Richard Whately (February 1, 1787 – October 8, 1863) was an English logician, educator, social reformer, economist and theological writer, and Anglican archbishop of Dublin (1831–1863). Whately’s two standard texts, Elements of Rhetoric (1828) and Elements of Logic (1826), are considered largely responsible for the revival of the study of logic in England in the early part of the nineteenth century. Whately took a practical, almost business-like view of Christianity, but his religious feeling was very real and genuine. He applied logic to Christian faith, which he regarded as essentially a belief in certain matters of fact, to be accepted or rejected after an examination of "evidences."
Whately was a liberal theologian and actively supported the removal the political restrictions placed on English Catholics, who at that time were not permitted to hold public office, and state endowment of the Roman Catholic clergy. Even more radically, he spoke out in favor of granting of civil rights to Jews. As Archbishop of Dublin, he collaborated with the Catholic archbishop of Dublin on a nonsectarian program of religious instruction for both Protestant and Roman Catholic children.
Whately was critical of Ricardian economic theory, and elaborated the rudiments of a subjective theory of value. In opposition to the labor theory of value, Whately argued that, "It is not that pearls fetch a high price because men have dived for them; but on the contrary, men dive for them because they fetch a high price." Whately also argued that economics should be renamed catallactics, the "science of exchanges." He also actively involved himself in social issues and served as president (1835–36) of the royal commission on the Irish poor, which called for major improvements in agriculture rather than the introduction of workhouses for the impoverished.
Richard Whately was born on February 1, 1787, in London, England, the youngest of nine children of the Rev. Dr. Joseph Whately. As a child, he spent most of his days in his grandfather's garden, daydreaming and studying insects. At the age of nine, his parents sent him to a private school outside Bristol, and in April 1805, Whately was accepted into Oriel College, Oxford, under the tutelage of Edward Copleston. He obtained double second-class honors and the prize for the English essay; in 1811, Whately’s diligence as a student resulted in what he viewed as his highest personal achievement, being elected a fellow of Oriel College. In 1814, he took holy orders. While at Oxford, he wrote his satiric Historic Doubts Relative to Napoleon Bonaparte (1819), a clever jeu d'ésprit directed against excessive skepticism towards Gospel history.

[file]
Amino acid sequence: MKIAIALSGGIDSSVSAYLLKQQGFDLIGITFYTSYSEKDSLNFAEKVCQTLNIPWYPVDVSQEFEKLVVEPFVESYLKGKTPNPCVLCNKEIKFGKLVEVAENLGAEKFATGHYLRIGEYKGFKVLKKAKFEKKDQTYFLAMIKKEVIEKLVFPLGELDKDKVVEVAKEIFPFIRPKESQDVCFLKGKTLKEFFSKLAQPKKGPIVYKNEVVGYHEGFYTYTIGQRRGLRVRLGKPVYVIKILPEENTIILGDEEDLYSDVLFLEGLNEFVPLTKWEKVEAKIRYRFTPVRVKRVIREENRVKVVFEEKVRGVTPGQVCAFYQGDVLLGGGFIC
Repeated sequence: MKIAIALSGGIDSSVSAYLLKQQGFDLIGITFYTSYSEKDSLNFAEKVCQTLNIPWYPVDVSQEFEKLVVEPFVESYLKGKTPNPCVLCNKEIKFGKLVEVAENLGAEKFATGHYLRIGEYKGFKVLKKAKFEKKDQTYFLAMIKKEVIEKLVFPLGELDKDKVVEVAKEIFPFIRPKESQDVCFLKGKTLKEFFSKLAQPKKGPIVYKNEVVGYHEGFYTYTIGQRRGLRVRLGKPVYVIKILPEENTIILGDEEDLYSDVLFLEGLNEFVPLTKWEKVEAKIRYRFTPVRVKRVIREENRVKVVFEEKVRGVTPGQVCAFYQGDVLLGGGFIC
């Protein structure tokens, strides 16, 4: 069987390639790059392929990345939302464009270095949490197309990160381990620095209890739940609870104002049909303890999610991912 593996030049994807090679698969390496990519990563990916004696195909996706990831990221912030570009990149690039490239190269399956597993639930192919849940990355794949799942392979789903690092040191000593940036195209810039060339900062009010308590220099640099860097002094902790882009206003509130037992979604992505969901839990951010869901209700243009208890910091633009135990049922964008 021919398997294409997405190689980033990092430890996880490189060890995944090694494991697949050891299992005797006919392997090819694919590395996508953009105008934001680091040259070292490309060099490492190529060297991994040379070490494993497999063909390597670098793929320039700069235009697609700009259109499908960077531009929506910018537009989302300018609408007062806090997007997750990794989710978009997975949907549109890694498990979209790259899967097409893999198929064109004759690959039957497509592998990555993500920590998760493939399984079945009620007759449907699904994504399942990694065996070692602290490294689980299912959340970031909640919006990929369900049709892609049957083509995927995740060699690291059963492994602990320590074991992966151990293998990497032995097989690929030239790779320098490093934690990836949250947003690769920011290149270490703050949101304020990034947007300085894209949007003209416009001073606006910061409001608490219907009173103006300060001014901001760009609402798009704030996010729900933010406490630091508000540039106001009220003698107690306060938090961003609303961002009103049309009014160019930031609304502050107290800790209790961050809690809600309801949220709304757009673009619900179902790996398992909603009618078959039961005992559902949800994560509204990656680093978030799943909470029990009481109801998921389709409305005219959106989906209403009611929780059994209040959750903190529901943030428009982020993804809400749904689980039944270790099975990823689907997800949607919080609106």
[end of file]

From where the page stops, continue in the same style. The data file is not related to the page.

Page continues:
After his marriage in 1821, he settled in Oxford, and in 1822, was appointed Bampton lecturer. The lectures, On the Use and Abuse of Party Spirit in Matters of Religion, were published in the same year. In August 1823, he moved to Halesworth in Suffolk, was appointed principal of St. Alban Hall, Oxford, in 1825, and became professor of political economy at the university four years later.
In 1825, he published a series of Essays on Some of the Peculiarities of the Christian Religion, followed in 1828, by a second series, On Some of the Difficulties in the Writings of St. Paul, and in 1830, by a third, On the Errors of Romanism Traced to Their Origin in Human Nature. While he was at St Alban Hall (1826), his most famous work, his treatise on Logic, appeared as a contribution to the Encyclopaedia Metropolitana. It raised the study of logic to a new level, and gave an impetus to the study of logic throughout Britain. A similar treatise on Rhetoric, also contributed to the Encyclopaedia, appeared in 1828.